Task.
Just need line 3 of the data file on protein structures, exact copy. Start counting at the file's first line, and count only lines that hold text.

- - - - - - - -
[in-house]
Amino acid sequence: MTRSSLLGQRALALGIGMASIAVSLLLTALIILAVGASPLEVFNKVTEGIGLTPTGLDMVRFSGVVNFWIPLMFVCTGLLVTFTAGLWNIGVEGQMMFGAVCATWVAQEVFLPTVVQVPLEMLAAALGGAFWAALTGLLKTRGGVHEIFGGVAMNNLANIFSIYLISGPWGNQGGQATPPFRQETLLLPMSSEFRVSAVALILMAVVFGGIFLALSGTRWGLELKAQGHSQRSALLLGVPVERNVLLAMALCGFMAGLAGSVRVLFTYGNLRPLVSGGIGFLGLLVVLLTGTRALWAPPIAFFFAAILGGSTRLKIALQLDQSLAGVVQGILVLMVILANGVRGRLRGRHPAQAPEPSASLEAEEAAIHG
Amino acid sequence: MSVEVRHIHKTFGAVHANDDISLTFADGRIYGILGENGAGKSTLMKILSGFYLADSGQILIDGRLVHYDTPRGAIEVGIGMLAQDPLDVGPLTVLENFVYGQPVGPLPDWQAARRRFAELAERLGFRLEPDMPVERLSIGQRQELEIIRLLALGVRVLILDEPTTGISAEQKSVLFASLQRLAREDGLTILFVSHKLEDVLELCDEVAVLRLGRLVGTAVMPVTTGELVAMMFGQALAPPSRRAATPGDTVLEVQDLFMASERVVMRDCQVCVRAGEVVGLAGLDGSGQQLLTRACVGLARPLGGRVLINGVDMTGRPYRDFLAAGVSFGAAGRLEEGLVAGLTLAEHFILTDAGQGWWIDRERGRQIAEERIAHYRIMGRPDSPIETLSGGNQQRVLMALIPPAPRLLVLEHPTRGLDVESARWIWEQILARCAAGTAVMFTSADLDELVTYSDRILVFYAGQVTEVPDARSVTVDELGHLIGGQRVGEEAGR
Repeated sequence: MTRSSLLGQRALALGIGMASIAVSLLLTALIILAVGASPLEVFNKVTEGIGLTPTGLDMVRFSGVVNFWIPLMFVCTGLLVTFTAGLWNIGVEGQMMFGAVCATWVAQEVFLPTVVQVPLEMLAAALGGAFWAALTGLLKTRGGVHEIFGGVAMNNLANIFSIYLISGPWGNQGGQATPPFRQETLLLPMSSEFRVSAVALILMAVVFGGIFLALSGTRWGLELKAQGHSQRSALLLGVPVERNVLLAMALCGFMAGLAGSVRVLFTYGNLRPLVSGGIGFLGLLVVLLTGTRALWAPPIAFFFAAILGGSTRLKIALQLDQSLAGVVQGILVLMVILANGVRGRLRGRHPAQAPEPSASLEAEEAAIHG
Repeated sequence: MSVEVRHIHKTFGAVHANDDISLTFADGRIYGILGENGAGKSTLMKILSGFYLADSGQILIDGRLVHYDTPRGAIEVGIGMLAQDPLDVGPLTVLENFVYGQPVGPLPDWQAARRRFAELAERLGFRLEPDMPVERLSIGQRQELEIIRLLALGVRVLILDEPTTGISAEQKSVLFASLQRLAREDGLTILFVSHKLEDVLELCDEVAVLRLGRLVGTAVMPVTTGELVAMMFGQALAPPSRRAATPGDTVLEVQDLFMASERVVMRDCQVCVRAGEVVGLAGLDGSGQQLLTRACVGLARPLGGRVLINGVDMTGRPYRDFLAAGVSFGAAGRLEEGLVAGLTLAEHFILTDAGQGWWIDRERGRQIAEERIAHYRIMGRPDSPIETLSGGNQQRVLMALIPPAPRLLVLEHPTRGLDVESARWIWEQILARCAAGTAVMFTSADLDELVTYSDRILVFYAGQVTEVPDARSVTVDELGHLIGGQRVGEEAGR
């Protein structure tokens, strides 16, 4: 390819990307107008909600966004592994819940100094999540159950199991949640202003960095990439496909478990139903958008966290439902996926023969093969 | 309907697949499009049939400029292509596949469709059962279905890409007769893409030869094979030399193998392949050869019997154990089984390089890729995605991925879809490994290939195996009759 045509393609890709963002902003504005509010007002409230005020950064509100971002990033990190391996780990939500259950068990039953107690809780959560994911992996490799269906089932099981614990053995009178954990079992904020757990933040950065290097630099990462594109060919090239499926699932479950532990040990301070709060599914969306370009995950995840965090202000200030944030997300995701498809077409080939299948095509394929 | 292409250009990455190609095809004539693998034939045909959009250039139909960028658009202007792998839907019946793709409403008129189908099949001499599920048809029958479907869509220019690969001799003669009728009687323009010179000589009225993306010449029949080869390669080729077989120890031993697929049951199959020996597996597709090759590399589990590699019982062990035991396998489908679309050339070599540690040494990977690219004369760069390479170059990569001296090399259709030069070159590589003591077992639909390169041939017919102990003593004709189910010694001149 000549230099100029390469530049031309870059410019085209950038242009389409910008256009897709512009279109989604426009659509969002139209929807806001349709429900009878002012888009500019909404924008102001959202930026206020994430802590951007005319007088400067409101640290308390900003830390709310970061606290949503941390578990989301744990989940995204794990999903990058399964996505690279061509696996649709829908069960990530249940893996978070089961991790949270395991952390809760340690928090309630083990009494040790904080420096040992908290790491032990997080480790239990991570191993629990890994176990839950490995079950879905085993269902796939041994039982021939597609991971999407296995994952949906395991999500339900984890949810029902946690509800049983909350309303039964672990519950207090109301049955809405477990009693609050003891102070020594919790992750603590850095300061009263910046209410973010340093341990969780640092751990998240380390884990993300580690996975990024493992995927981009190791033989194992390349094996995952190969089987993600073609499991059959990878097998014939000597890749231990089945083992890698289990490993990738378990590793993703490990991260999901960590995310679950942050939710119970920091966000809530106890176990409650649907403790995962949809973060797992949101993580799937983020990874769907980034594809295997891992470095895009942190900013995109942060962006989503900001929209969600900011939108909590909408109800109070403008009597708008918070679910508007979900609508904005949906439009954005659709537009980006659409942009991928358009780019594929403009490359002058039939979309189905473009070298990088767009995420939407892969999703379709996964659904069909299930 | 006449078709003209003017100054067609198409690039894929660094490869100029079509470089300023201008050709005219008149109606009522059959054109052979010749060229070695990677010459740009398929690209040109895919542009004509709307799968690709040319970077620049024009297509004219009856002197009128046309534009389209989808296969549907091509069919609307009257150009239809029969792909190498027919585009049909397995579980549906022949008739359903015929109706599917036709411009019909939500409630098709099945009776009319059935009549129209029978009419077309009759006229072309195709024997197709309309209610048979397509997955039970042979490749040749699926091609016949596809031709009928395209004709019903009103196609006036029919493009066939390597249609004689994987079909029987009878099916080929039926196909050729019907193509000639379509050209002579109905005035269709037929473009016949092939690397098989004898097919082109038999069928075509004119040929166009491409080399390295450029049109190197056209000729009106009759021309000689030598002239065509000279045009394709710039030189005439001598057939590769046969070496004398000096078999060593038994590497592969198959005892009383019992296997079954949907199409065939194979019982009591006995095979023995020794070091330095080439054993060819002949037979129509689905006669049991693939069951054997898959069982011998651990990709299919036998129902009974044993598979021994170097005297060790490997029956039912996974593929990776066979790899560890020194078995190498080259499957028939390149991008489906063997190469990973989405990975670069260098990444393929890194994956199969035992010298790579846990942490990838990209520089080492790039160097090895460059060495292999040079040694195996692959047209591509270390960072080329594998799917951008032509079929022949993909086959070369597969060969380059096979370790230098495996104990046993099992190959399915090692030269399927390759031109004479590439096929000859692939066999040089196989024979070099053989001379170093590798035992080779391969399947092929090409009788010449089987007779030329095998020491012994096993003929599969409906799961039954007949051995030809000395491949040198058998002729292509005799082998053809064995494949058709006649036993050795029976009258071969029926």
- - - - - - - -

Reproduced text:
Amino acid sequence: MSVEVRHIHKTFGAVHANDDISLTFADGRIYGILGENGAGKSTLMKILSGFYLADSGQILIDGRLVHYDTPRGAIEVGIGMLAQDPLDVGPLTVLENFVYGQPVGPLPDWQAARRRFAELAERLGFRLEPDMPVERLSIGQRQELEIIRLLALGVRVLILDEPTTGISAEQKSVLFASLQRLAREDGLTILFVSHKLEDVLELCDEVAVLRLGRLVGTAVMPVTTGELVAMMFGQALAPPSRRAATPGDTVLEVQDLFMASERVVMRDCQVCVRAGEVVGLAGLDGSGQQLLTRACVGLARPLGGRVLINGVDMTGRPYRDFLAAGVSFGAAGRLEEGLVAGLTLAEHFILTDAGQGWWIDRERGRQIAEERIAHYRIMGRPDSPIETLSGGNQQRVLMALIPPAPRLLVLEHPTRGLDVESARWIWEQILARCAAGTAVMFTSADLDELVTYSDRILVFYAGQVTEVPDARSVTVDELGHLIGGQRVGEEAGR